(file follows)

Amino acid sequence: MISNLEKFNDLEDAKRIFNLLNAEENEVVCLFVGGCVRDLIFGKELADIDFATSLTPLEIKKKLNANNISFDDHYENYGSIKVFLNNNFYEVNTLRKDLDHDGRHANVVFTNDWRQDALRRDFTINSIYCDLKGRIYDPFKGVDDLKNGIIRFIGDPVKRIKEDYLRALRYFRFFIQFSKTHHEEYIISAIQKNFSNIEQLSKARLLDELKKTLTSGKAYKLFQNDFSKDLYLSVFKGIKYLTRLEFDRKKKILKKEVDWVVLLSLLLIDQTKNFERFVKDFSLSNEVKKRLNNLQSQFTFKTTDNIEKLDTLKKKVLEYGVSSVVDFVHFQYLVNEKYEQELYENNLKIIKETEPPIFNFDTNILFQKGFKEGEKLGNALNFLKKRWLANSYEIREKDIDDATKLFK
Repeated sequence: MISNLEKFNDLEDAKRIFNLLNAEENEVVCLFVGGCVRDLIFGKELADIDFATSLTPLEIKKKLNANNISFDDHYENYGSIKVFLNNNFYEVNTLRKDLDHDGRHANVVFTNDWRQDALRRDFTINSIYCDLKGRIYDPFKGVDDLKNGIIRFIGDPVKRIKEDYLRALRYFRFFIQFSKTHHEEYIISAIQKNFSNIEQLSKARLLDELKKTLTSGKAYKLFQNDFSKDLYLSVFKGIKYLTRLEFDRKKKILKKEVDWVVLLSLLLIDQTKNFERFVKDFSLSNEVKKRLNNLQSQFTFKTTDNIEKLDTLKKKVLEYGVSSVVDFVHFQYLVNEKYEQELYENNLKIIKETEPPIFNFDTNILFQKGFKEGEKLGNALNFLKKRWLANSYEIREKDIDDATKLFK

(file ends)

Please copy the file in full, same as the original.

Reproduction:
Amino acid sequence: MISNLEKFNDLEDAKRIFNLLNAEENEVVCLFVGGCVRDLIFGKELADIDFATSLTPLEIKKKLNANNISFDDHYENYGSIKVFLNNNFYEVNTLRKDLDHDGRHANVVFTNDWRQDALRRDFTINSIYCDLKGRIYDPFKGVDDLKNGIIRFIGDPVKRIKEDYLRALRYFRFFIQFSKTHHEEYIISAIQKNFSNIEQLSKARLLDELKKTLTSGKAYKLFQNDFSKDLYLSVFKGIKYLTRLEFDRKKKILKKEVDWVVLLSLLLIDQTKNFERFVKDFSLSNEVKKRLNNLQSQFTFKTTDNIEKLDTLKKKVLEYGVSSVVDFVHFQYLVNEKYEQELYENNLKIIKETEPPIFNFDTNILFQKGFKEGEKLGNALNFLKKRWLANSYEIREKDIDDATKLFK
Repeated sequence: MISNLEKFNDLEDAKRIFNLLNAEENEVVCLFVGGCVRDLIFGKELADIDFATSLTPLEIKKKLNANNISFDDHYENYGSIKVFLNNNFYEVNTLRKDLDHDGRHANVVFTNDWRQDALRRDFTINSIYCDLKGRIYDPFKGVDDLKNGIIRFIGDPVKRIKEDYLRALRYFRFFIQFSKTHHEEYIISAIQKNFSNIEQLSKARLLDELKKTLTSGKAYKLFQNDFSKDLYLSVFKGIKYLTRLEFDRKKKILKKEVDWVVLLSLLLIDQTKNFERFVKDFSLSNEVKKRLNNLQSQFTFKTTDNIEKLDTLKKKVLEYGVSSVVDFVHFQYLVNEKYEQELYENNLKIIKETEPPIFNFDTNILFQKGFKEGEKLGNALNFLKKRWLANSYEIREKDIDDATKLFK